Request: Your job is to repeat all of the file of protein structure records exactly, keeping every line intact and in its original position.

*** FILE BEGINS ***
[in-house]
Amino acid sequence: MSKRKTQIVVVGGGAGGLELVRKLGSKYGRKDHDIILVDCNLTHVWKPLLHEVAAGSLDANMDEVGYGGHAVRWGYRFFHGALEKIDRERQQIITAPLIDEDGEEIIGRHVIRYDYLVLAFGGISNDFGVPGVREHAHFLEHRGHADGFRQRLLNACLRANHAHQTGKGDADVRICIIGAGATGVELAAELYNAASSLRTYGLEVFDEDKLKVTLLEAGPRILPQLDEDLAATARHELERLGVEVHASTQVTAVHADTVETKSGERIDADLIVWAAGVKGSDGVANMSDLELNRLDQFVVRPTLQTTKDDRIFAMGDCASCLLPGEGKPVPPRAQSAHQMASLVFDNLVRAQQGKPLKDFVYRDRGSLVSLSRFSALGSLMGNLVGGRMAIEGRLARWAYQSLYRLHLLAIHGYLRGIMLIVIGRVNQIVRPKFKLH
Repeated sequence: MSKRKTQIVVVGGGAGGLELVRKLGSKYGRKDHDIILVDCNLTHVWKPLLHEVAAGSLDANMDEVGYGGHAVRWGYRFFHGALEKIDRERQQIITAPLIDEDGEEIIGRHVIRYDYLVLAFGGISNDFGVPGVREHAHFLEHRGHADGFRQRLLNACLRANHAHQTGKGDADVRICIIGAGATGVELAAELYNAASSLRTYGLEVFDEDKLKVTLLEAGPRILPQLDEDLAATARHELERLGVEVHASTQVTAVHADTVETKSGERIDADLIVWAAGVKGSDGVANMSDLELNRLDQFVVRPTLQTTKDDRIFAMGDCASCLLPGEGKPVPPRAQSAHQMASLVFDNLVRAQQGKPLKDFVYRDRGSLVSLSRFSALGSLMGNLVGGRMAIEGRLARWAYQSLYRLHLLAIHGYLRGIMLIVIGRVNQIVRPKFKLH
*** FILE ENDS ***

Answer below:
[in-house]
Amino acid sequence: MSKRKTQIVVVGGGAGGLELVRKLGSKYGRKDHDIILVDCNLTHVWKPLLHEVAAGSLDANMDEVGYGGHAVRWGYRFFHGALEKIDRERQQIITAPLIDEDGEEIIGRHVIRYDYLVLAFGGISNDFGVPGVREHAHFLEHRGHADGFRQRLLNACLRANHAHQTGKGDADVRICIIGAGATGVELAAELYNAASSLRTYGLEVFDEDKLKVTLLEAGPRILPQLDEDLAATARHELERLGVEVHASTQVTAVHADTVETKSGERIDADLIVWAAGVKGSDGVANMSDLELNRLDQFVVRPTLQTTKDDRIFAMGDCASCLLPGEGKPVPPRAQSAHQMASLVFDNLVRAQQGKPLKDFVYRDRGSLVSLSRFSALGSLMGNLVGGRMAIEGRLARWAYQSLYRLHLLAIHGYLRGIMLIVIGRVNQIVRPKFKLH
Repeated sequence: MSKRKTQIVVVGGGAGGLELVRKLGSKYGRKDHDIILVDCNLTHVWKPLLHEVAAGSLDANMDEVGYGGHAVRWGYRFFHGALEKIDRERQQIITAPLIDEDGEEIIGRHVIRYDYLVLAFGGISNDFGVPGVREHAHFLEHRGHADGFRQRLLNACLRANHAHQTGKGDADVRICIIGAGATGVELAAELYNAASSLRTYGLEVFDEDKLKVTLLEAGPRILPQLDEDLAATARHELERLGVEVHASTQVTAVHADTVETKSGERIDADLIVWAAGVKGSDGVANMSDLELNRLDQFVVRPTLQTTKDDRIFAMGDCASCLLPGEGKPVPPRAQSAHQMASLVFDNLVRAQQGKPLKDFVYRDRGSLVSLSRFSALGSLMGNLVGGRMAIEGRLARWAYQSLYRLHLLAIHGYLRGIMLIVIGRVNQIVRPKFKLH